Last week, I ranked the first part of the top-10 NHL general managers (ten through six). Without further ado, here is my personal ranking of the top-10 NHL GMs (five through one).
Number 5: Don Sweeney, Boston Bruins
First up is a man who is as “Boston” as they come in and around the National Hockey League- his name is Don Sweeney. Since being promoted as Bruins general manager in May 2015, Sweeney has been nothing short of spectacular. As an executive, he’s well-respected, calculated, savvy, and firm as a board when it comes to player negotiations. I’ve never seen someone so stealth and pristine when it comes to player contracts (see the deals of Jake DeBrusk, Brandon Carlo, Charlie McAvoy, and Anders Bjork if you don’t believe me). This guy knows how to “draw the line in the sand”, which has allowed his team to be competitive, flexible, and crafty since assuming rank five-and-a-half years ago
On the ice, Sweeney has juggled, retooled, and constructed a team that is a perennial playoff contender year in and year out. Although he’s yet to win a Stanley Cup, “Donnie S” has consistently positioned the B’s in the top-10 of the NHL standings each and every season as one of the most exciting, and well-rounded teams in hockey. His club is fast, balanced, and has some excellent pieces coming down the pipeline in the form of Jack Studnicka, Urho Vaakanainen, John Beecher, and Trent Frederic to complement the likes of Patrice Bergeron, Tuukka Rask, David Pastrnak, Brad Marchand, and the aforementioned McAvoy among others. I’m certainly not going to be the one to bet against Boston as we move towards the start of 2020-21. Sweeney deserves a ton of credit for what he and the Bruins have done over the past five years.
Number 4: Doug Wilson, San Jose Sharks
There’s smart, and then there’s “business-like” smart. San Jose Sharks GM Doug Wilson has both of them and carries the accolades of being one of the best and most endearing executives in the NHL. A former player (and a good one at that), Wilson has sat in the GM chair in San Jose for the better part of 18 seasons. During that time, he has quickly become one of hockey’s most stealth and intelligent executives with the ability to retain talent, sign players, and consistently retool on the fly for the benefit of his team out in Silicon Valley. His accolades include a Presidents’ Trophy triumph in 2008-09, an appearance in the Stanley Cup Final in 2016, one conference title, five division crowns, and 14 playoff appearances.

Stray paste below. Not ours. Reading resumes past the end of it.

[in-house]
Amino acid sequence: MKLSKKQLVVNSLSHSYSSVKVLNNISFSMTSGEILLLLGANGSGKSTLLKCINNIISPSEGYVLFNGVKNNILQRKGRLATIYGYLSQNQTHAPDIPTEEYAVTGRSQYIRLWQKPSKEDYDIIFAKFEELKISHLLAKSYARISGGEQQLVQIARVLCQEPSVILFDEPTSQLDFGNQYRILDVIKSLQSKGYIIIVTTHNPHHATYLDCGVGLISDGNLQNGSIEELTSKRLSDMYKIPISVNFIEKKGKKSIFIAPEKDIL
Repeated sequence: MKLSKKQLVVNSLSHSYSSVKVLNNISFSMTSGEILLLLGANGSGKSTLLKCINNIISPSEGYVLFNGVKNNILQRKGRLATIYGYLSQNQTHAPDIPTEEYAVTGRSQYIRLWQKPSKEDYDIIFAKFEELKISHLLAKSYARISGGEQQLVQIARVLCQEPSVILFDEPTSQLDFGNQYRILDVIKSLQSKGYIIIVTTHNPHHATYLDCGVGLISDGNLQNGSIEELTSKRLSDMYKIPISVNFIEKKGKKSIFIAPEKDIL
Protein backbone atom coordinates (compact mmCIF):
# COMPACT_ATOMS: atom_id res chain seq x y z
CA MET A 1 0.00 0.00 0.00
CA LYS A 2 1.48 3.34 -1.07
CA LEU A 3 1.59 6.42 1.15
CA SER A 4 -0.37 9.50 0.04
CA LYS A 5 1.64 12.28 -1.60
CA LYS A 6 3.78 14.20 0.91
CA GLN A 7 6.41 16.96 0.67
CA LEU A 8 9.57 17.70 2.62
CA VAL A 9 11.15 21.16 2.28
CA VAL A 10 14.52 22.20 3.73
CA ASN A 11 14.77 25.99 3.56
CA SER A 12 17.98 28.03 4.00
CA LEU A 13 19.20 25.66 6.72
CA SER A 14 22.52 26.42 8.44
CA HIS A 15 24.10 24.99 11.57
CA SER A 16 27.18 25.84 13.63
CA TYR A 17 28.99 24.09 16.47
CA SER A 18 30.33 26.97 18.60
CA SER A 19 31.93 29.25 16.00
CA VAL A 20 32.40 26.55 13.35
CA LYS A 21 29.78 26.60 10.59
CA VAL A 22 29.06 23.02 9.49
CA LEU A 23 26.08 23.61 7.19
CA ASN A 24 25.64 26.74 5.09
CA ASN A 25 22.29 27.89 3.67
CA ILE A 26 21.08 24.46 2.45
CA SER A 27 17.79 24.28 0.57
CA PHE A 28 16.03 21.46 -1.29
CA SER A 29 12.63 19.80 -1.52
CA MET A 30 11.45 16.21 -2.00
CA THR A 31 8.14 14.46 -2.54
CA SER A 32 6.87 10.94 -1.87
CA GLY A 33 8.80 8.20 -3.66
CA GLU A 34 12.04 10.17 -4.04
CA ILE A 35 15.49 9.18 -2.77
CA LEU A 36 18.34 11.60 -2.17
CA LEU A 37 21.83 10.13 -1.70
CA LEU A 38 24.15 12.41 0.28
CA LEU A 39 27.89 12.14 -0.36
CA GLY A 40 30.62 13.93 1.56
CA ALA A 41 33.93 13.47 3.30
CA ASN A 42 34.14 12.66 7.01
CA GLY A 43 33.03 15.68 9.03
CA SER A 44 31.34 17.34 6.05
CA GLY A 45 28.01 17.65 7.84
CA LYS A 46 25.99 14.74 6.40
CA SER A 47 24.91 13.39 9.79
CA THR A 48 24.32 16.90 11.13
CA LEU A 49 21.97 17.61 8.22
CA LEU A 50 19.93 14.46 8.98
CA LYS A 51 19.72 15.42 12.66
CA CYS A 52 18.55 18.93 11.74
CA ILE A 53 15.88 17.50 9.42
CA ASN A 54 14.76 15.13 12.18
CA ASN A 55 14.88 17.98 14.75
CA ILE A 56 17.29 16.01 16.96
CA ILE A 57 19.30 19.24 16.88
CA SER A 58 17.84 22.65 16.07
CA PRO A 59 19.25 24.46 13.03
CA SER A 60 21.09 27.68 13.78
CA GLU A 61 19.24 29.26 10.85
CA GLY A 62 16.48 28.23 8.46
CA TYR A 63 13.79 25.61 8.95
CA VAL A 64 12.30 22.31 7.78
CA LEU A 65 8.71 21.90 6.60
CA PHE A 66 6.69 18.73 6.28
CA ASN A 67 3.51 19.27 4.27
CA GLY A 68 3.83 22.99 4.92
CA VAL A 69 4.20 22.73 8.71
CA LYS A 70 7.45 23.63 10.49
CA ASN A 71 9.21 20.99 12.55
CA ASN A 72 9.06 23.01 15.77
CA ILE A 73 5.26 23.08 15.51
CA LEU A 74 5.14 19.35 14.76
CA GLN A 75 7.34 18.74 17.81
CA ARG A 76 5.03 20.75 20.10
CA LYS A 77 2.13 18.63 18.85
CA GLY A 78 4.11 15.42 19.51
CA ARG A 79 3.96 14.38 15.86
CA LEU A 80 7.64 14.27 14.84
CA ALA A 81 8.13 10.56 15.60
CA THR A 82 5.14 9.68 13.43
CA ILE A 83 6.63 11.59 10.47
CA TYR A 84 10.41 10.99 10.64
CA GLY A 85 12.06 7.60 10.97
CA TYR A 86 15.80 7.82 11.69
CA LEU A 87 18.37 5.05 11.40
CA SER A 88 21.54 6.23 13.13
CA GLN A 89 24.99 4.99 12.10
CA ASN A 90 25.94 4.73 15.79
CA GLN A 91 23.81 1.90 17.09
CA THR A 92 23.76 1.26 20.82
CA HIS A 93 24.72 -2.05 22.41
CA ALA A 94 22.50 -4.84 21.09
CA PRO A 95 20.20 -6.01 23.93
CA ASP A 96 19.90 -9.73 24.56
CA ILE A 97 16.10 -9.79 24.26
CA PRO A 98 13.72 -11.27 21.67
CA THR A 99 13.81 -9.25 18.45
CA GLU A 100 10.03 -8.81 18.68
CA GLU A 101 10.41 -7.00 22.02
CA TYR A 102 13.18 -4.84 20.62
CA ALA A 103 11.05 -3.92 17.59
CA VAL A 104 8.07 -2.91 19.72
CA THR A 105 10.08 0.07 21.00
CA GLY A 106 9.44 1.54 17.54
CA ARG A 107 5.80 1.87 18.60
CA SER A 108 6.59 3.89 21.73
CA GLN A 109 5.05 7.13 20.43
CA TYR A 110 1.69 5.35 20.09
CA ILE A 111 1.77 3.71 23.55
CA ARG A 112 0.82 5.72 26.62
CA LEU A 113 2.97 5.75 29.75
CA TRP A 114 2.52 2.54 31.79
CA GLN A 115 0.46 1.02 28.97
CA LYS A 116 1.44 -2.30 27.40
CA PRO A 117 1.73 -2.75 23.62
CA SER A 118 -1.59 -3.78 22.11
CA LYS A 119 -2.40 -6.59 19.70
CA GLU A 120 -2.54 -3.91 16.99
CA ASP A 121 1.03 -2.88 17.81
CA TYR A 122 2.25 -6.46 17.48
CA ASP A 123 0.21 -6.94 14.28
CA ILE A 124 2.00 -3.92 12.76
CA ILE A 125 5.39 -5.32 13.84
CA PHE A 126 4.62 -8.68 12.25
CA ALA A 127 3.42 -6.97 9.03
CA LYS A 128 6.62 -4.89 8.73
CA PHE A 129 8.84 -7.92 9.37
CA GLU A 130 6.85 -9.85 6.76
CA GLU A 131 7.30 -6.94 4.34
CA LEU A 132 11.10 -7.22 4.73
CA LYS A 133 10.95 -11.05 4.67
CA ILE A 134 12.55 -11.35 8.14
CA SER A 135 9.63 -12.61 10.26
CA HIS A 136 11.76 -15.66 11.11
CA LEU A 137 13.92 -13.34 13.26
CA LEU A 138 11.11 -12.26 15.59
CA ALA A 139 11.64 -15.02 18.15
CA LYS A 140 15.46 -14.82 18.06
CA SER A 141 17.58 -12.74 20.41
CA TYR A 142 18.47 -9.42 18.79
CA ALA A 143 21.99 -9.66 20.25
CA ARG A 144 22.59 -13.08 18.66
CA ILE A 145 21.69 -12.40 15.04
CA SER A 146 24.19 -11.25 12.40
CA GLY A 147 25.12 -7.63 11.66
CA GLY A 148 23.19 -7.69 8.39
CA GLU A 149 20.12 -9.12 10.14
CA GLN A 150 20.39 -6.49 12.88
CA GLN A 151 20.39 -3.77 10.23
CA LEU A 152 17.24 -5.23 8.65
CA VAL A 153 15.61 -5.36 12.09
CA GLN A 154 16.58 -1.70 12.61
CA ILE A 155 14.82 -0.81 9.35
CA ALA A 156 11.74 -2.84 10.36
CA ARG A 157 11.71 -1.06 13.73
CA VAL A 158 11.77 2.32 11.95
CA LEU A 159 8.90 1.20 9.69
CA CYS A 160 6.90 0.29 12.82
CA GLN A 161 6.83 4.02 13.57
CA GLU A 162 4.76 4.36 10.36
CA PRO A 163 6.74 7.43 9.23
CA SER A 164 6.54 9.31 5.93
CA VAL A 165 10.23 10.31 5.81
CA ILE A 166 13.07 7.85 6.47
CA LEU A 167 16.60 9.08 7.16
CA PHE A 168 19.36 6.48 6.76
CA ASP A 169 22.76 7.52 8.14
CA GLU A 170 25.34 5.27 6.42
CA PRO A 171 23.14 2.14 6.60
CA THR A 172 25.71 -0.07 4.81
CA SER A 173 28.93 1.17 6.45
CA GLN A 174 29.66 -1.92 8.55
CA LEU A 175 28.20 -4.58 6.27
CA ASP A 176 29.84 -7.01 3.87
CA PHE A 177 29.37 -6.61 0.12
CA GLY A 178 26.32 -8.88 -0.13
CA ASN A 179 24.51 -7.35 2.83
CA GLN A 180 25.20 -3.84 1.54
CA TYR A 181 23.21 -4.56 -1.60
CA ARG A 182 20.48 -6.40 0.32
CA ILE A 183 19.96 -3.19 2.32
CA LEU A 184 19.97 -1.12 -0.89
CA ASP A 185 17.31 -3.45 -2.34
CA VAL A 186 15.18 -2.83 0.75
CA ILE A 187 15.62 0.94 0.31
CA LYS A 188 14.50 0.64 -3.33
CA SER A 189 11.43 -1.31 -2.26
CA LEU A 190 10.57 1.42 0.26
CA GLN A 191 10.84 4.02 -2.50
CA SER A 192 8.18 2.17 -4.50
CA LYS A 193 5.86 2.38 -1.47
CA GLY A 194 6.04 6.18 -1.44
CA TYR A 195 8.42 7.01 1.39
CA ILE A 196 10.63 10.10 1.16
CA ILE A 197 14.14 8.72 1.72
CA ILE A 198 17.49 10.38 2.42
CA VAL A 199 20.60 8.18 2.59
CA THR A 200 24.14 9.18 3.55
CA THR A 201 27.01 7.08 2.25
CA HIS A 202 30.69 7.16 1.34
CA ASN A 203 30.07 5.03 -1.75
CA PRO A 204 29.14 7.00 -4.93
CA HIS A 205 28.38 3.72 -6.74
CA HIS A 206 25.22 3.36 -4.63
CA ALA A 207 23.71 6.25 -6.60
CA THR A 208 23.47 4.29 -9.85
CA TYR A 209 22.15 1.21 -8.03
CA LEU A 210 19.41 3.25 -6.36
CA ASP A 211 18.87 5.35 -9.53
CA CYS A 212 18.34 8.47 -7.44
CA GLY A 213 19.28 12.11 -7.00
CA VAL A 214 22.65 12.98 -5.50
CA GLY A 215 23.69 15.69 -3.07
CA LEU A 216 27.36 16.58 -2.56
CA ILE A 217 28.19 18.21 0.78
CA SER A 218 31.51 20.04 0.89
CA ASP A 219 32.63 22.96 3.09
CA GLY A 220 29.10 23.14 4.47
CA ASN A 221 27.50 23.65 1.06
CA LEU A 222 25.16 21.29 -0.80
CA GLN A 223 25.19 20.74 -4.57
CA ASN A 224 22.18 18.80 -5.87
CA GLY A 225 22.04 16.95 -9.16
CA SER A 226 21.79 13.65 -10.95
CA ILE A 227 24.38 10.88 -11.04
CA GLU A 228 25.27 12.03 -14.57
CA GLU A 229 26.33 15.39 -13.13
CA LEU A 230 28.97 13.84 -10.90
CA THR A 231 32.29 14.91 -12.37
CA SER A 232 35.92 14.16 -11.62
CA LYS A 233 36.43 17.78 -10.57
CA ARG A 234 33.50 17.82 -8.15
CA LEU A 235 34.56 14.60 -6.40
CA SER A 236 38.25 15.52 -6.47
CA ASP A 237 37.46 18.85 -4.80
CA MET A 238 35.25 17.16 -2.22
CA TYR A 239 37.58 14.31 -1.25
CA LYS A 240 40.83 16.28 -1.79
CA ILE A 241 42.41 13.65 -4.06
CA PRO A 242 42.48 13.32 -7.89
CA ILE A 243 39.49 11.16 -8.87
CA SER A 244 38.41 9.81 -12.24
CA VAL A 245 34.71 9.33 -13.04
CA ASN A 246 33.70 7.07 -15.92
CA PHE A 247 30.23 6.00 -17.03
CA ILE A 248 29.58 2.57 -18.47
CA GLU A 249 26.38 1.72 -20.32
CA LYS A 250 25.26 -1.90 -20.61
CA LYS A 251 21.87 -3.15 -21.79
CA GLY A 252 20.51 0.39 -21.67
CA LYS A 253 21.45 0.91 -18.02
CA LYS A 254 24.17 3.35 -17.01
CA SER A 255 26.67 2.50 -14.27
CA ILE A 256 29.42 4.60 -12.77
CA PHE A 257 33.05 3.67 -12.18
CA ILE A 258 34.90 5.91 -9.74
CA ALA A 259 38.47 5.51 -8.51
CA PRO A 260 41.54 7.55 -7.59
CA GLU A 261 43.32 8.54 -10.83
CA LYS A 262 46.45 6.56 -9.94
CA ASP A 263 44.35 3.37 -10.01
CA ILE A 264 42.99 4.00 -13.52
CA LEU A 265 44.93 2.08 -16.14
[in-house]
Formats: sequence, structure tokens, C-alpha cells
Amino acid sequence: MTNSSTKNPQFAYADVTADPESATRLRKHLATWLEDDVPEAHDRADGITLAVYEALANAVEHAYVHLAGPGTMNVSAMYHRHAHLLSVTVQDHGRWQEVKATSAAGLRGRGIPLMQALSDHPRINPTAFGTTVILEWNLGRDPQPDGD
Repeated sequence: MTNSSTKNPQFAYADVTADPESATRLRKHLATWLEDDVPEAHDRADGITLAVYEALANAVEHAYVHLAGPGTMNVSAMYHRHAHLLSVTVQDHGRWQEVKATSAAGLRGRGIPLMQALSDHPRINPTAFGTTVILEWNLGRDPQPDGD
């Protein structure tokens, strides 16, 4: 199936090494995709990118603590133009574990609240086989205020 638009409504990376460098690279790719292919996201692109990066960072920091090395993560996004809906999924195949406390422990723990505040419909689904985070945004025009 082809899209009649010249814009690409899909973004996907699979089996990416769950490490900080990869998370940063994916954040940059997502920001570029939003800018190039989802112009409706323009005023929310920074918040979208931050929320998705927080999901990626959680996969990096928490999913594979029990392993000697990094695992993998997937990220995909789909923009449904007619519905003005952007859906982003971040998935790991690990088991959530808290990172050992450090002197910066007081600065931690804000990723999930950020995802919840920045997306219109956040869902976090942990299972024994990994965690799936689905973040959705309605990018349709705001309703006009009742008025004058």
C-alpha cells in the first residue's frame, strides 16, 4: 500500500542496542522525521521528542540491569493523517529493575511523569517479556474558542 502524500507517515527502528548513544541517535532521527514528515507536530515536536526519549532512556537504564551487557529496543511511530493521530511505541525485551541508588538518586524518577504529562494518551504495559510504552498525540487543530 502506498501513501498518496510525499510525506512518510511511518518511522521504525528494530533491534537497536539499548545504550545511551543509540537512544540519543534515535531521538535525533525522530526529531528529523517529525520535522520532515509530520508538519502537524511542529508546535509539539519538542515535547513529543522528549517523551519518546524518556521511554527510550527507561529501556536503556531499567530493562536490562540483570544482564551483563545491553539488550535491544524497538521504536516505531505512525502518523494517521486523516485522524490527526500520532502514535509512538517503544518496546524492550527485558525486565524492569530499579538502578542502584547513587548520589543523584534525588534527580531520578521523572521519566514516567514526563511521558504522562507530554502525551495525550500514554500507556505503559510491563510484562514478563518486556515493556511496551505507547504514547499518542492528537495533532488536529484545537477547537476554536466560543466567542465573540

We often hear the term “rebuild/retool on the fly”. Well, hockey fans, that term was likely coined by Wilson himself. Unlike many of his peers (and predecessors), Wilson has the innate ability to sense when change is needed. He successfully transitioned his club from the days of Joe Thornton and Patrick Marleau to Joe Pavelski and Logan Couture, and now it appears as though the Sharks are heading into 2020-21 with Kevin Labanc, Tomas Hertl, and Timo Meier in the driver’s seat. After a highly uncharacteristic season in 2019-20, I fully expect the Sharks to bounce back this year, which is music to the ears of fans up and down the California coast.
Number 3: Lou Lamoriello, New York Islanders